Let's Review with MyLVAD
If you have an LVAD or care for someone with an LVAD, there can be a lot to remember. We know that sometimes information gets missed, forgotten, or lost. We hope that these articles will help remind you of some of the important information you need to know. If you have a suggestion about a topic that you would like to see reviewed please feel free to contact us at firstname.lastname@example.org.
This month we will review a blood thinning medication known as Warfarin or Coumadin. We hope you find this quick reference guide a helpful review.
MyLVAD Medication Review
What you need to know about Warfarin:
Other names: Coumadin, Jantoven, Marevan, Lawarin, Waran and Warfant, Warfarina, Hemeran, Arefarin, Marfarin, Lawarin, Coumadine, Farin, Orfarin, Panwarfin, Simarc, Uniwarfin
What it does: Decreases the clotting capability of blood so it takes longer for your blood to form a clot
Why do LVAD recipients take it: to prevent blood clots from forming inside and around the LVAD
How it is taken: Warfarin comes in tablet form and is taken by mouth
Warfarin should be taken at the same time every day
Warfarin should be taken exactly as directed by your medical team
Dosage: Your dose is determined by a blood test called a PT/INR. The PT/INR measures how thin your blood is and will be routinely monitored by your LVAD team
If a dose is missed: Same day: Take it as soon as you remember
Next day: Never take two doses on the same day. Call medical team for further instructions.
Things to remember:
Review with your medical provider all medications that you currently take prior to starting warfarin to make sure there are not interactions.
Keep your intake of vitamin K consistent from day to day. Find a listing of foods and their vitamin K content here (USDA Vitamin K Database).
Notify all providers that you are taking warfarin if you are going to have any procedures (dental, podiatry, etc) done.
Avoid alcohol while taking warfarin.
Speak with your LVAD team before taking any dietary supplements, vitamins, herbs or other medications.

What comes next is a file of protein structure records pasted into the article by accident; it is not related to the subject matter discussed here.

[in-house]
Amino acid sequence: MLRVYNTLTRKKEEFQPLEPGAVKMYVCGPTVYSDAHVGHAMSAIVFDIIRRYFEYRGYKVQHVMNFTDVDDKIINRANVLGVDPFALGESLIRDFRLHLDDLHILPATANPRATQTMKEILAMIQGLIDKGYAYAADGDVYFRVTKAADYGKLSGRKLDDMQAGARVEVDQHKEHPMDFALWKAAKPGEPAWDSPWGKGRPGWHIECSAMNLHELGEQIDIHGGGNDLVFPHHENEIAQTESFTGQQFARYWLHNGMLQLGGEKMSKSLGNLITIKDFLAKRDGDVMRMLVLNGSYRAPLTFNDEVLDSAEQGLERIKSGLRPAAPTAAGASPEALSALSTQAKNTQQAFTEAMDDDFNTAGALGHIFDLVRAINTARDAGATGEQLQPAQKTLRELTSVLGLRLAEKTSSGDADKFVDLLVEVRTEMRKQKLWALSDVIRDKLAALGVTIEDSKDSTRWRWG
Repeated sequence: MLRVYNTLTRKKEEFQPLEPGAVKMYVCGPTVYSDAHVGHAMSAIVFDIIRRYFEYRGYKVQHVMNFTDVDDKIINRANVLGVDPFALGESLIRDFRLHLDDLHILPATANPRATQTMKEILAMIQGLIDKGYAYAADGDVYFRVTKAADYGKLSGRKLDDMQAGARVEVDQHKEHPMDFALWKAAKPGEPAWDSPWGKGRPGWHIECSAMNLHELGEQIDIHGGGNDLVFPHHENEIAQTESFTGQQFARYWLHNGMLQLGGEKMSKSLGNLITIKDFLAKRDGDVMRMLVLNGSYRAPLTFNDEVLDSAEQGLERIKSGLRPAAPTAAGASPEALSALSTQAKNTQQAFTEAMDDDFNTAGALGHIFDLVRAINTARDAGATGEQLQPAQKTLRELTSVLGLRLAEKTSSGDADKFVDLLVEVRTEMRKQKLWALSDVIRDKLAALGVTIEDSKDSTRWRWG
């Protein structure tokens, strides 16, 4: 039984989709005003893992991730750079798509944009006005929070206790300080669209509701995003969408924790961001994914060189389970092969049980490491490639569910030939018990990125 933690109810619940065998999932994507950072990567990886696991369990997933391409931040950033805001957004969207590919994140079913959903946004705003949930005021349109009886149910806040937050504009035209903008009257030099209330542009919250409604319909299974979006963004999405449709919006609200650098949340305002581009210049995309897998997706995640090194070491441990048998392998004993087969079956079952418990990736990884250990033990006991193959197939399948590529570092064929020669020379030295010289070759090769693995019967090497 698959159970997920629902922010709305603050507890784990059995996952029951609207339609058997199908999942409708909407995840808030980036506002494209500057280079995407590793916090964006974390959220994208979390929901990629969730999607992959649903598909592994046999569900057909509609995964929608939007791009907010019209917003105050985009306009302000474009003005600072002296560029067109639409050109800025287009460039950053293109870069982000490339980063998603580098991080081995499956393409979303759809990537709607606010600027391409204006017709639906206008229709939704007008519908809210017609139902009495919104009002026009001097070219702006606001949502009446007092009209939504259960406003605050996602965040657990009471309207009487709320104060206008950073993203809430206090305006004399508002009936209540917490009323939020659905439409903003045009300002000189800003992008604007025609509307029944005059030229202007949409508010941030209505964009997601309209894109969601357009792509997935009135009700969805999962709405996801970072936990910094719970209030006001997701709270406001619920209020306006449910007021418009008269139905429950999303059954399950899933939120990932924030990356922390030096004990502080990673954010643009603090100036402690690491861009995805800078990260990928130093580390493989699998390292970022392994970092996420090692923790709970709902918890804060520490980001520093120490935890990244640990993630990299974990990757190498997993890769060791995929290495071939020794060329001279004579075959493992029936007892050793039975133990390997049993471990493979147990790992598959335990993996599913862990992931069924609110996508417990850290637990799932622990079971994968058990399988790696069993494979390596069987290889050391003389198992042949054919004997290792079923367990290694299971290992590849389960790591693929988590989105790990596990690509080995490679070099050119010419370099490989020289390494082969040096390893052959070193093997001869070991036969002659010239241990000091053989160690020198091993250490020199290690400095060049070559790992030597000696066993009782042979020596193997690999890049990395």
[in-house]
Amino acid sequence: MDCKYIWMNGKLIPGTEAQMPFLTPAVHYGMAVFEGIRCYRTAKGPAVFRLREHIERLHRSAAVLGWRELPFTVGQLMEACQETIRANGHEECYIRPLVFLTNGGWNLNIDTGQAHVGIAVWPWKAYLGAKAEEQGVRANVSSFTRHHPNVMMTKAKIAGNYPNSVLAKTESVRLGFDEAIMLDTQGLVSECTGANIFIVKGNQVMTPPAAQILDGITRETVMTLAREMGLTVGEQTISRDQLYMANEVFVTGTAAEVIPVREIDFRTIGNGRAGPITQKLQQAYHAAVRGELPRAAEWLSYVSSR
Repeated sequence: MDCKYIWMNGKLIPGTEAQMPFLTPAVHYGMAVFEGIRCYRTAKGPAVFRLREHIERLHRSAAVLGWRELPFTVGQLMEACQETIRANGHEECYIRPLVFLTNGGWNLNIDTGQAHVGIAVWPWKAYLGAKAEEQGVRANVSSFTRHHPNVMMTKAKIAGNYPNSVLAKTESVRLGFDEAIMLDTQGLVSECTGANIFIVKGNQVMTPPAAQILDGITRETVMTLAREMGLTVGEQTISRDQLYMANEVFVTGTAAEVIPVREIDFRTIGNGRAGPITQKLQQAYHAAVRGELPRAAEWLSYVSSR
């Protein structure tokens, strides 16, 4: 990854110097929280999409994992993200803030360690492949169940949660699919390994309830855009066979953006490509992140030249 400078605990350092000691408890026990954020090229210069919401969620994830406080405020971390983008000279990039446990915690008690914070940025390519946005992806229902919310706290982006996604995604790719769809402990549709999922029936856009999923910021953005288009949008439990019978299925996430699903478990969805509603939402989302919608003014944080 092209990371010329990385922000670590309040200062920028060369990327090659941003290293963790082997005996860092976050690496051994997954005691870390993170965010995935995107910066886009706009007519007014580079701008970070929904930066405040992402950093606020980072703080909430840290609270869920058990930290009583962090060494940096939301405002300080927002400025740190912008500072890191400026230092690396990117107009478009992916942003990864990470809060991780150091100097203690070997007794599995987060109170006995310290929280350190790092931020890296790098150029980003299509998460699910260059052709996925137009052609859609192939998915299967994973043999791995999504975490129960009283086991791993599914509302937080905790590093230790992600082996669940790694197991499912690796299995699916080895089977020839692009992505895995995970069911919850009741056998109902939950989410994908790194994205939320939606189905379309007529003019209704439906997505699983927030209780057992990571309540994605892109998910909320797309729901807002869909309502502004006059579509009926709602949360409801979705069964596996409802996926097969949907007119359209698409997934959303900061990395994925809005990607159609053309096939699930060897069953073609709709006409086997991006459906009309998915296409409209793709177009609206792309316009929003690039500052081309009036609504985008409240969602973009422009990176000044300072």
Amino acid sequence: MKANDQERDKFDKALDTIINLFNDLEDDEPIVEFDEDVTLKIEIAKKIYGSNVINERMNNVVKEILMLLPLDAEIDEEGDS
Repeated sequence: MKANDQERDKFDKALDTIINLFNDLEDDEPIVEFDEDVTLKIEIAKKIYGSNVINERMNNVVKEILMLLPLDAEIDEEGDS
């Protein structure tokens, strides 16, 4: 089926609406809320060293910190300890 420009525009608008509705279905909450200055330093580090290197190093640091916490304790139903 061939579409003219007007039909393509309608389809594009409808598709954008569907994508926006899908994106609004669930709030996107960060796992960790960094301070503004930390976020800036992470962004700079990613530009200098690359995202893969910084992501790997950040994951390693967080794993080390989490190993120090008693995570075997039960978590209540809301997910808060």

Do not stop taking warfarin without speaking with your LVAD team for clearance.
Most common: bruise easily, gums bleed easily, nose bleeds, gas, change in taste, tiredness, pale skin, loss of hair, feeling cold
Signs your blood is too thin and you need to notify LVAD team immediately:
bloody, red or black tarry stools
coughing up blood
heavy menstrual bleeding (unusual to you)
pink, red or dark brown urine
vomiting bright red blood or "coffee grounds"
persistent bleeding or oozing from minor cuts, gums or nose
Adverse Effects: hives, rash, itching, difficulty breathing or swallowing, swelling of face, throat, tongue, lips or eyes, hoarseness, chest pain or pressure, swelling of the hands, feet, ankles, or lower legs, fever, infection; nausea, vomiting, diarrhea, loss of appetite, pain in the upper right part of the stomach, yellowing of the skin or eyes,flu-like symptoms, joint or muscle pain, difficulty moving any part of your body, feelings of numbness, tingling, pricking, burning or creeping on the skin, painful erection of the penis that lasts for hours,discoloration or abrupt change in color and temperature of any part of your body and severe bleeding.
If you are experiencing any of these symptoms, call your LVAD team immediately.
MyLVAD provides this information for reference purposes only. Any questions should be discussed with your medical provider.
Let's Review with MyLVAD